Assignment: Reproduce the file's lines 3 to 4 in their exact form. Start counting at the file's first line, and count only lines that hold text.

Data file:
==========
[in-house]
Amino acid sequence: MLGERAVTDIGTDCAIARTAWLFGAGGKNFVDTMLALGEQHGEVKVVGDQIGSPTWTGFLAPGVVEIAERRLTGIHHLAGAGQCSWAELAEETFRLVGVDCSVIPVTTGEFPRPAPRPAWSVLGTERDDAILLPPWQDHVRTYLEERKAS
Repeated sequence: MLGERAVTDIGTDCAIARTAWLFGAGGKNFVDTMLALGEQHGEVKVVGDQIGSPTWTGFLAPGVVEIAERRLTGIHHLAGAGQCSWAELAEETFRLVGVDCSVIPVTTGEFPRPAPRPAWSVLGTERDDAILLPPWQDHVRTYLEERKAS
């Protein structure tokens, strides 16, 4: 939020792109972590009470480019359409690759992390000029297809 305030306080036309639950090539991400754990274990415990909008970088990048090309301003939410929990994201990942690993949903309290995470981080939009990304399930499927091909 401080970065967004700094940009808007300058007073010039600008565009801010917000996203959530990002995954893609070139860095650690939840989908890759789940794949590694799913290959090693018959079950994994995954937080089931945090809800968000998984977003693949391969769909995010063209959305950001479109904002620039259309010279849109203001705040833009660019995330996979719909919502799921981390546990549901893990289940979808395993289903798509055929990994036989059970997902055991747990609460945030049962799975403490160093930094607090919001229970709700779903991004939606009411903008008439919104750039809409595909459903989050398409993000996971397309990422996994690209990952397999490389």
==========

Repeated sequence: MLGERAVTDIGTDCAIARTAWLFGAGGKNFVDTMLALGEQHGEVKVVGDQIGSPTWTGFLAPGVVEIAERRLTGIHHLAGAGQCSWAELAEETFRLVGVDCSVIPVTTGEFPRPAPRPAWSVLGTERDDAILLPPWQDHVRTYLEERKAS
């Protein structure tokens, strides 16, 4: 939020792109972590009470480019359409690759992390000029297809 305030306080036309639950090539991400754990274990415990909008970088990048090309301003939410929990994201990942690993949903309290995470981080939009990304399930499927091909 401080970065967004700094940009808007300058007073010039600008565009801010917000996203959530990002995954893609070139860095650690939840989908890759789940794949590694799913290959090693018959079950994994995954937080089931945090809800968000998984977003693949391969769909995010063209959305950001479109904002620039259309010279849109203001705040833009660019995330996979719909919502799921981390546990549901893990289940979808395993289903798509055929990994036989059970997902055991747990609460945030049962799975403490160093930094607090919001229970709700779903991004939606009411903008008439919104750039809409595909459903989050398409993000996971397309990422996994690209990952397999490389």